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Do Boxers And Cats Mix?

Boxer and cat look at each other

Boxers are friendly and pleasant dogs. If socialized properly, this breed is a joy to have around children, and can get along well with other animals—even cats. However, without socialization and training, a Boxer will instinctively chase smaller animals that he may view as "prey," even if that animal happens to be the family cat.

Tips to ensure harmony

The following steps can help smooth the introduction of Boxer and cat:

  • Keep control of your dog: If you allow your dog to approach your cat, he will scare it. Initially, hold your dog on your lap or put him in his crate before allowing your cat to approach him.
     
  • Allow your cat to investigate: Once your dog is secured, either call your cat over, or let his natural curiosity lead him to your Boxer. Let the cat approach the dog so that it can become familiar with the dog. Do not hold your cat, as you may be scratched if it tries to escape.
     
  • Allow your Boxer to sniff the cat: If you are holding your Boxer, allow him to sniff the cat. But make sure that he doesn't get too close. If the cat gets scared she could lash out and scratch him. However, most cats will swat a new dog with claws retracted. This is the cat's way of giving a warning and exerting dominance over the dog. This gesture shouldn't be discouraged.
     
  • Make sure your cat has an escape route: Your cat should always have somewhere to run—preferably a place where the dog can't follow. If a cat feels trapped and frightened it will most likely lash out at the dog. This can cause injury and create a poor start to their relationship.

Training your Boxer to get along with your cat takes patience and consistency, and the sooner you start, the better. Repeat the introductions daily for the first few weeks. When you see your Boxer and cat becoming comfortable with one another, slowly allow your dog to get closer to the cat. Eventually, they should be able to live happily under the same roof.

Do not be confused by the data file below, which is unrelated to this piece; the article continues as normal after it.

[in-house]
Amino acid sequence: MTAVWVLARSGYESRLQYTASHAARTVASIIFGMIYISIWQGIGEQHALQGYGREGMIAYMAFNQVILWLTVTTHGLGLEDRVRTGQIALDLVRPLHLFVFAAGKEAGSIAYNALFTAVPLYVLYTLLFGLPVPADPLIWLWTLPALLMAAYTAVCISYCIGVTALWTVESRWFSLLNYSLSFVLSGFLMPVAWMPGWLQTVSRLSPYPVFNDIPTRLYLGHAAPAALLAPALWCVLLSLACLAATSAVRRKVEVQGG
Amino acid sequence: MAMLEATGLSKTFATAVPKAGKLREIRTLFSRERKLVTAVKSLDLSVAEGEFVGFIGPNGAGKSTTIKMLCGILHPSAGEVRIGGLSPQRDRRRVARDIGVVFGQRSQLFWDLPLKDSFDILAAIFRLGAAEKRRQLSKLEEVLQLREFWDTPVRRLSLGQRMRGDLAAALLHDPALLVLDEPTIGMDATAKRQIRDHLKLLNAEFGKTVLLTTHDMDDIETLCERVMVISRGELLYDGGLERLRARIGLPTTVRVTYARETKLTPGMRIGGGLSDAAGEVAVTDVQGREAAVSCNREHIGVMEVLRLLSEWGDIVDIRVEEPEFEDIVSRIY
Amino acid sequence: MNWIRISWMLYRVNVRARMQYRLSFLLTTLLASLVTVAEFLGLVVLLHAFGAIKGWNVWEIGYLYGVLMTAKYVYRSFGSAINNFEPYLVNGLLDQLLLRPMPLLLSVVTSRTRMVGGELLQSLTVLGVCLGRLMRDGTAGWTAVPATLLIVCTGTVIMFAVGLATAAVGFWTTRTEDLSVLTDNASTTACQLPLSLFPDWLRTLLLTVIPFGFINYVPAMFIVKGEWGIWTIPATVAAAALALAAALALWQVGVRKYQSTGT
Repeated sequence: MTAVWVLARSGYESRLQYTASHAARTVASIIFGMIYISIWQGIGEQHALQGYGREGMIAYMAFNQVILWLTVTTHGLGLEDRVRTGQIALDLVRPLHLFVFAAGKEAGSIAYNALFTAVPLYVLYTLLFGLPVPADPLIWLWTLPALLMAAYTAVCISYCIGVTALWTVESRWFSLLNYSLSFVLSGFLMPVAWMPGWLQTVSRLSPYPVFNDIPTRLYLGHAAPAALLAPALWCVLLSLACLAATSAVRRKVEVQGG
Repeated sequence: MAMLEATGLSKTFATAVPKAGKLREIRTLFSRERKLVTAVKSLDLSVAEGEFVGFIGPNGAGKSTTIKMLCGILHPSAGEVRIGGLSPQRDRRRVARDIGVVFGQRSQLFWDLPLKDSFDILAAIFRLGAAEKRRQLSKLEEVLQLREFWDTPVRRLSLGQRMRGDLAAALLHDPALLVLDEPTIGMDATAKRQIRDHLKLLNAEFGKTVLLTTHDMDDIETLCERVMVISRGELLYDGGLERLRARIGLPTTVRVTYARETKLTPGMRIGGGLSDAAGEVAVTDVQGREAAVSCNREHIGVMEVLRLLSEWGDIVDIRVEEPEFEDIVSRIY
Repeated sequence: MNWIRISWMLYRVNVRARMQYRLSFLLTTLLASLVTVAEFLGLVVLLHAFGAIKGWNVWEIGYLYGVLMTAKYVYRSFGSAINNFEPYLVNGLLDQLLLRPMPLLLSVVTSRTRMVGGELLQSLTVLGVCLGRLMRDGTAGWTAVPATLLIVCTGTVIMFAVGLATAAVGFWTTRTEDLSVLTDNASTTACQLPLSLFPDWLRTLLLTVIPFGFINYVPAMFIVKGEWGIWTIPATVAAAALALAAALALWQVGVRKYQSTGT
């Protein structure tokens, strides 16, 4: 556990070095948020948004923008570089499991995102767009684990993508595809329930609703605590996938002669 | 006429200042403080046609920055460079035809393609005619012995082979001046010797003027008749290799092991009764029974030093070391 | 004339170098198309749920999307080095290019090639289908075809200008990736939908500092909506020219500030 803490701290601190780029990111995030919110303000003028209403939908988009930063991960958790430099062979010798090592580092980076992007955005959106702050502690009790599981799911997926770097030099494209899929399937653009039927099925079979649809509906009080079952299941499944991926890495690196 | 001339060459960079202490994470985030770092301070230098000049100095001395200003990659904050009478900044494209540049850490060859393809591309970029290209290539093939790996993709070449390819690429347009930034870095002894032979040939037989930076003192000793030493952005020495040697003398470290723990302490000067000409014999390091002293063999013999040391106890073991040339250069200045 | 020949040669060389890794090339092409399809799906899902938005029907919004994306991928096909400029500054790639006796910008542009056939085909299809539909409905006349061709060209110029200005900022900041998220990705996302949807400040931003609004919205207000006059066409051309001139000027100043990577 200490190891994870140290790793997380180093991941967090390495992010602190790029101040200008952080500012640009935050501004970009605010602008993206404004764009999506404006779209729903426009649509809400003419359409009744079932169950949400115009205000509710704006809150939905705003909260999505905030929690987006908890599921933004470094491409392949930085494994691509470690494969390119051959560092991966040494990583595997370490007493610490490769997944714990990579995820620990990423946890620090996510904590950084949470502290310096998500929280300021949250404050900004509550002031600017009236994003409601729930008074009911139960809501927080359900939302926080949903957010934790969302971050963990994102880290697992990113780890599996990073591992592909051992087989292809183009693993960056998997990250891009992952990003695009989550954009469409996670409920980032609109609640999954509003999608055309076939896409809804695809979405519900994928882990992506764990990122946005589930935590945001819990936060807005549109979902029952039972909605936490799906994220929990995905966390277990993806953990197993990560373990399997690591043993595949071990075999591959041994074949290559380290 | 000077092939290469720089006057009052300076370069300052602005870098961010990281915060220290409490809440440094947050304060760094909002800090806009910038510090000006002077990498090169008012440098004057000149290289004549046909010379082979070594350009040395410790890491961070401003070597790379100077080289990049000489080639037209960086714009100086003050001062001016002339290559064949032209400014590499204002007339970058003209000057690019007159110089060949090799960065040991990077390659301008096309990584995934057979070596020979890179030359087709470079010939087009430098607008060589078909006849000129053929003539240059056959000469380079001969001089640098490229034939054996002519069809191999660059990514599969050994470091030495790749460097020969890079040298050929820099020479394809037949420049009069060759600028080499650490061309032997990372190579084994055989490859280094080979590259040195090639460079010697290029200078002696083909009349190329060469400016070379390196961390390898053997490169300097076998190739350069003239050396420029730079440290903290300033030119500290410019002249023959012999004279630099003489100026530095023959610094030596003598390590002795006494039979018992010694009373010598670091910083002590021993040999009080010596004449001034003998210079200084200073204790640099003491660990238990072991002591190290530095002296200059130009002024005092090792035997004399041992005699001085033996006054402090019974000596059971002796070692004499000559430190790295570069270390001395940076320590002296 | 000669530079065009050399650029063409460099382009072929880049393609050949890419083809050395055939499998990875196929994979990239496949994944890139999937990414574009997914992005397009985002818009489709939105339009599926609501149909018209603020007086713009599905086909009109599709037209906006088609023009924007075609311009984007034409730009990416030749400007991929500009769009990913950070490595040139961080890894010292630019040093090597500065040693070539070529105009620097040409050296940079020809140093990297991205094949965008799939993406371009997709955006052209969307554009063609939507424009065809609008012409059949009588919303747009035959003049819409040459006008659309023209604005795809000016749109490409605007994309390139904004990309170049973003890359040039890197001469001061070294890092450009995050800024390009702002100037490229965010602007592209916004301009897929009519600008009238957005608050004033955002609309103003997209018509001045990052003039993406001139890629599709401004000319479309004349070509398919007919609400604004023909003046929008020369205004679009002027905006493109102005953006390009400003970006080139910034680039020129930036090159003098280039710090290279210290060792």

• The Serious Benefits of Play

    dog carrying a frisbee in its mouth

    Playing and having fun helps to eliminate stress from your life—and the same holds true for your dog. In fact, incorporating various forms of play into your dog's daily routine is vital to helping him develop a healthy, loving personality.

    The benefits of play

    Here are some of the ways that playing and having fun is important:

    • Physical health. Active play helps keep your dog's heart healthy, keeps the joints lubricated, and improves his overall balance and coordination.
    • Mental health. Games with rules force your dog to use his brain, not just his body. This can help keep his mind sharp and focused.
    • Social skills. When your dog plays with other dogs and other people, it helps improve his overall social skills. He learns basic rules and how to play by them.
    • Bonding. Even if it's only for a few minutes a day, playing with your dog helps strengthen the bond between you.
    • Your health. What better way to alleviate the stress of a busy workday and get a bit of exercise than to come home and play with your dog? It's a win-win for both of you.

    How to play with your dog

    There are right ways—and wrong ways—to play. The most important thing to remember is that you're the boss. You decide what games should be played and you set the rules. This helps establish your credibility as the pack leader. It also helps keep your dog from getting overly excited and out of control while you play. If your dog does become difficult to manage, simply put a stop to the game until he calms down again.

    When you're teaching your dog a new game, reward him when he does well. Remember, rewards don't have to be just treats. You can also reward him with his favorite toys or lots of hugs and praise.

    When you start out teaching your dog a new game, keep it simple and go through the game slowly, until your dog fully grasps the rules. Also, wait until he fully understands one game before you teach him a new one, otherwise it will end up confusing him.

    Playtime tips

    • Avoid games like keep away, wrestling, or tug-of-war. Those games encourage biting or dominant, aggressive behavior.
    • Stay in control of the game at all times. Show your dog that you're the pack leader, not just another member of the pack. Retrieval games are good at teaching control.
    • Don't include your body or clothing as part of any game.
    • Incorporate the SIT or DOWN and STAY commands in every game.
    • You decide when it's time to end the game, not your dog. The best time to stop the game is when your dog is still eager to play.
    • If, for some reason, your dog doesn't seem to understand the game at some point, go back to the beginning, or simply leave it and try again a few days later. Don't get angry if you're dog isn't "getting it" right away. Remember it's supposed to be a fun experience for both of you!

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